Earth Day is a time to renew and reuse — and I'm not talking just about recycables. I'm referring more to other people's ideas and their green ways.
I was disappointed when I read this article
about how Europe is expanding plants that turn trash into heat and electricity. Denmark alone, which has a population of 5.5 million people, has 29 plants with 10 more underway. Yet America, with a population of 300 million, has a total of only 87 such plants spread across the country.
How is it that a country with 54 times the number of people as Denmark can fail to convert trash into energy? I'm just incredibly baffled.
On another note, Whole Foods, based in Austin, announced in its "Earth Day Commitment" that it will reduce all stores' energy by 25 percent by 2015. I'm really interested in how the company will pull this off. The WF website includes a laundry list of details about how it will approach this, including getting rid of old equipment and replacing it with new, efficient machines.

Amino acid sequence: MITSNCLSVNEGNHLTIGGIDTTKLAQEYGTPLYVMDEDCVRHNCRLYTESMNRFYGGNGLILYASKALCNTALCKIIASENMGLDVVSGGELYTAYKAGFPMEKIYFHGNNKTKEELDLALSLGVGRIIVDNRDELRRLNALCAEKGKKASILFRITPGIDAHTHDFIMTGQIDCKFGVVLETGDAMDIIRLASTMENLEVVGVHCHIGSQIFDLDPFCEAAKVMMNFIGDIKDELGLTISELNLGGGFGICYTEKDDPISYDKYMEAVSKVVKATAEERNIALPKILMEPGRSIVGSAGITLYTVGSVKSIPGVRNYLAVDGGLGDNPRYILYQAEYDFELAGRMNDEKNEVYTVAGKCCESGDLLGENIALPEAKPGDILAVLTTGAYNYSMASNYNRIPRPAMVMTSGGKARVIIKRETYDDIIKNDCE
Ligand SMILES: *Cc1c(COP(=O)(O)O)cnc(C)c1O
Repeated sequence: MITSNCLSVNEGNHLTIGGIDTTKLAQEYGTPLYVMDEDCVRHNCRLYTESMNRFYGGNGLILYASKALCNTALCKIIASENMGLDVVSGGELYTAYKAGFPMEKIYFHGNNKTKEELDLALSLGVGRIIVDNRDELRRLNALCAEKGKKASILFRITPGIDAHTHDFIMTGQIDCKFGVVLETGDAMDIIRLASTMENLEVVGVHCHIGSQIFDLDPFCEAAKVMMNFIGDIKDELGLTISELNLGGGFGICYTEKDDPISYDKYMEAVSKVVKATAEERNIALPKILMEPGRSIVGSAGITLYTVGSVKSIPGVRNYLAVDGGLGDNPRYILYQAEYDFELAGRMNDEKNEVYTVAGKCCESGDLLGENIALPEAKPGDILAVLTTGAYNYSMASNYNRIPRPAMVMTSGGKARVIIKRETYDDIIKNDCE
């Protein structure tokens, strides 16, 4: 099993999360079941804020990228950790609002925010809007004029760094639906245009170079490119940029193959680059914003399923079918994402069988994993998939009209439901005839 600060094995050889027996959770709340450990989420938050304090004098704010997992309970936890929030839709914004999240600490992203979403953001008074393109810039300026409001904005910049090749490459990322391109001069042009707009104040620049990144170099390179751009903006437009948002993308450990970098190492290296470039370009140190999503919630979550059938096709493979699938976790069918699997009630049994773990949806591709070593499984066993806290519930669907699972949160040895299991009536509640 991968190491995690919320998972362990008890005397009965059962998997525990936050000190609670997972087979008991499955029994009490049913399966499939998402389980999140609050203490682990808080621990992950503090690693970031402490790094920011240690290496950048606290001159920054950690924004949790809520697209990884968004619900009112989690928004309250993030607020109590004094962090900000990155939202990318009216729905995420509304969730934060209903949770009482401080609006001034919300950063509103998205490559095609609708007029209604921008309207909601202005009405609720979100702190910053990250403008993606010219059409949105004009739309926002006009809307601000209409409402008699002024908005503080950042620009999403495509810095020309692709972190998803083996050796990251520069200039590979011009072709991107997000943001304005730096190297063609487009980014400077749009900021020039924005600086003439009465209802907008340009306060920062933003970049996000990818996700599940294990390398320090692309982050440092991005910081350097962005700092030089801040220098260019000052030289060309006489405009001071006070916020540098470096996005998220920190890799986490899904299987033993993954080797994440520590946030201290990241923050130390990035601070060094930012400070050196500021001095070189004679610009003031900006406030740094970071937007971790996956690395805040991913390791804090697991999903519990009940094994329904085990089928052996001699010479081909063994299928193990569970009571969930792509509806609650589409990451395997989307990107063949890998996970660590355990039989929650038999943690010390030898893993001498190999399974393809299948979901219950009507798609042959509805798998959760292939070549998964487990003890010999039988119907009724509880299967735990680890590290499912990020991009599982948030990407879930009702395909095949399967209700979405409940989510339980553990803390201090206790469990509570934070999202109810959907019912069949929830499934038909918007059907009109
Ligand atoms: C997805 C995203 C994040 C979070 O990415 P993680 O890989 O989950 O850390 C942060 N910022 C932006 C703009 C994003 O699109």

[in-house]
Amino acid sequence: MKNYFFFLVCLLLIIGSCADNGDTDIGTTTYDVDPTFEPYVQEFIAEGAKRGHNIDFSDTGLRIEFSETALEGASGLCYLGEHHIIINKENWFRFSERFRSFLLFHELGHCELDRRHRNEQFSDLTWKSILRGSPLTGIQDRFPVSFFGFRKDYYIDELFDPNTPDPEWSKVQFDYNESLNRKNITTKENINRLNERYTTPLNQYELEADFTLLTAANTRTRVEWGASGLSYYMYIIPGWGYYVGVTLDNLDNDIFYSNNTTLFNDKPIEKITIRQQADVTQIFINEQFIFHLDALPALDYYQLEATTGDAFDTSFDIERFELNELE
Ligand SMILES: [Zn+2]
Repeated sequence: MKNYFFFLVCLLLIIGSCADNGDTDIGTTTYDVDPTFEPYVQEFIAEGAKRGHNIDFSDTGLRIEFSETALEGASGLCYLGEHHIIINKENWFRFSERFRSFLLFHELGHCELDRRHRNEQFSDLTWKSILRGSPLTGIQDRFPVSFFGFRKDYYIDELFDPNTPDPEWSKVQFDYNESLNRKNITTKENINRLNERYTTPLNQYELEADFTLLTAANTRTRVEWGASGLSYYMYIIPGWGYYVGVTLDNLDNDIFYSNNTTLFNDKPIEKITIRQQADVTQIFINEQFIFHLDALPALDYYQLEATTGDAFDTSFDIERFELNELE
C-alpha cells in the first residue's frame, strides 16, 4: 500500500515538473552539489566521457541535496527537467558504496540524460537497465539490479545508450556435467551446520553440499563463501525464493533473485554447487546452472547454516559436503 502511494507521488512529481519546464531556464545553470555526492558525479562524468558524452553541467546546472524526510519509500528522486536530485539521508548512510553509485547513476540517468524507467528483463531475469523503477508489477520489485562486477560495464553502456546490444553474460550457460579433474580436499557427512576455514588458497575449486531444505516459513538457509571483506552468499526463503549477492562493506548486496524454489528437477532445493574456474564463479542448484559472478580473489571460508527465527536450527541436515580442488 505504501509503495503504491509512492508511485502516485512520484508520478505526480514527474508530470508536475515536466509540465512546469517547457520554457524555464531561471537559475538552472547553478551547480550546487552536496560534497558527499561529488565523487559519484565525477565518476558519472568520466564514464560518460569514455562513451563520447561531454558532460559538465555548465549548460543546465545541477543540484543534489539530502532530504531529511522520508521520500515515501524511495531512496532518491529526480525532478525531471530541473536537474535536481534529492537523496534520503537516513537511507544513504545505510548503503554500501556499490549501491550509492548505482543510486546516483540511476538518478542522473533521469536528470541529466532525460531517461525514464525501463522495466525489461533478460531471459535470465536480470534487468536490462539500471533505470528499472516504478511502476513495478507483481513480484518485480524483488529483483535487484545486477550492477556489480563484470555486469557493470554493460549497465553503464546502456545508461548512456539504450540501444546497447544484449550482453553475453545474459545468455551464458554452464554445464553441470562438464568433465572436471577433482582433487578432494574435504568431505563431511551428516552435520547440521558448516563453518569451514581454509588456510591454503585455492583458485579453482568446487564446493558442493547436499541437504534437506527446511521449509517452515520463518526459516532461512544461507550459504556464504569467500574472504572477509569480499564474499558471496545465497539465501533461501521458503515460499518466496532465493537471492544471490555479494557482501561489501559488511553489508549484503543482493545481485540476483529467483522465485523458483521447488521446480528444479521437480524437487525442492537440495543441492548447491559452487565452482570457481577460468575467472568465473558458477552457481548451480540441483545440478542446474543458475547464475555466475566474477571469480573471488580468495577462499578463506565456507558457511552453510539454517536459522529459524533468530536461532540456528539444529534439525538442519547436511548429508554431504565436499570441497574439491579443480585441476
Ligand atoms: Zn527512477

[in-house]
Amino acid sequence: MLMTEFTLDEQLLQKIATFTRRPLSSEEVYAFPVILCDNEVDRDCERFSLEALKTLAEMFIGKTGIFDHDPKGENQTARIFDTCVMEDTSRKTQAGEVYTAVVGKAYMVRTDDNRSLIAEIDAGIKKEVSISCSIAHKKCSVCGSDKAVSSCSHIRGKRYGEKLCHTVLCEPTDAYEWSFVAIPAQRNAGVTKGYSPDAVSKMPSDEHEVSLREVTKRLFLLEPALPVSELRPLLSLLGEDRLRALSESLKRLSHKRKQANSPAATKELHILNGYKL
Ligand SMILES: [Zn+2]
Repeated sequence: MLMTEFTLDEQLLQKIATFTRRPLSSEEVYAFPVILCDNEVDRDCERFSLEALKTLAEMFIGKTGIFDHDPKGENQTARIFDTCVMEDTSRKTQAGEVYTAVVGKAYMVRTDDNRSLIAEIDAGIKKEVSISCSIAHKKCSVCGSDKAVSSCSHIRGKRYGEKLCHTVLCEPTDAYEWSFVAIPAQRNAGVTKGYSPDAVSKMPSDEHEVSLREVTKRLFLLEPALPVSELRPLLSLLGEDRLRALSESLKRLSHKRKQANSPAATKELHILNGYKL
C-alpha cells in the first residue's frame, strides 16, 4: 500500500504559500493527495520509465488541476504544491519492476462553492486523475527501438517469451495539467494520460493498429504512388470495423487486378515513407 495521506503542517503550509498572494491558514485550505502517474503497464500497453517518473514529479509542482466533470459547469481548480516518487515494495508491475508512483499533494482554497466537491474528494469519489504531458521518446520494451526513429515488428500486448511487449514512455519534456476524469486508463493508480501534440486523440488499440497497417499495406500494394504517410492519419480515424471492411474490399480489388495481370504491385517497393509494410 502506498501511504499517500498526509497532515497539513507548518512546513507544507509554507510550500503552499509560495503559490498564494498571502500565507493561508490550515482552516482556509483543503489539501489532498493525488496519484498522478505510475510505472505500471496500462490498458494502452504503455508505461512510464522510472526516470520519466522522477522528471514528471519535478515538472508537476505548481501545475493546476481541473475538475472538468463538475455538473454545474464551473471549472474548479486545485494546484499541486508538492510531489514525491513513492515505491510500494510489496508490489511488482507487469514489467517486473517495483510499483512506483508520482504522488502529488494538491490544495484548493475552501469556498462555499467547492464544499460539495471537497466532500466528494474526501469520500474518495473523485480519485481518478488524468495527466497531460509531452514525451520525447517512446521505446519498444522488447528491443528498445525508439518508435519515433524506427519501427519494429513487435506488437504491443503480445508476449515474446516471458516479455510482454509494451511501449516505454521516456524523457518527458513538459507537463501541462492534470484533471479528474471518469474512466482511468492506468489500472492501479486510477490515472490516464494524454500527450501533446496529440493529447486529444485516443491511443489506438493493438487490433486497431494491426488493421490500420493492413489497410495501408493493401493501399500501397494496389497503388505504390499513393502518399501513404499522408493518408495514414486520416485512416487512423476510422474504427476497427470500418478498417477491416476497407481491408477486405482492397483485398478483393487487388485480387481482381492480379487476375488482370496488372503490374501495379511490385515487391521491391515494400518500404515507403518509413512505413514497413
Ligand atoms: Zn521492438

Maybe UT and other big industries can do this as well, and follow the model that Whole Foods has easily stated on its site. I can think of a multitude of companies that have the money to pull this off, including HEB and, uh, Walmart.
Anyway, since I can't open up my own trash to become a usable-energy plant, and I'm not qualified to help companies reduce their energy, my personal Earth Day commitment is to replant and actually use my rosemary, thyme and basil plants that sit idly dried-up on my windowsill.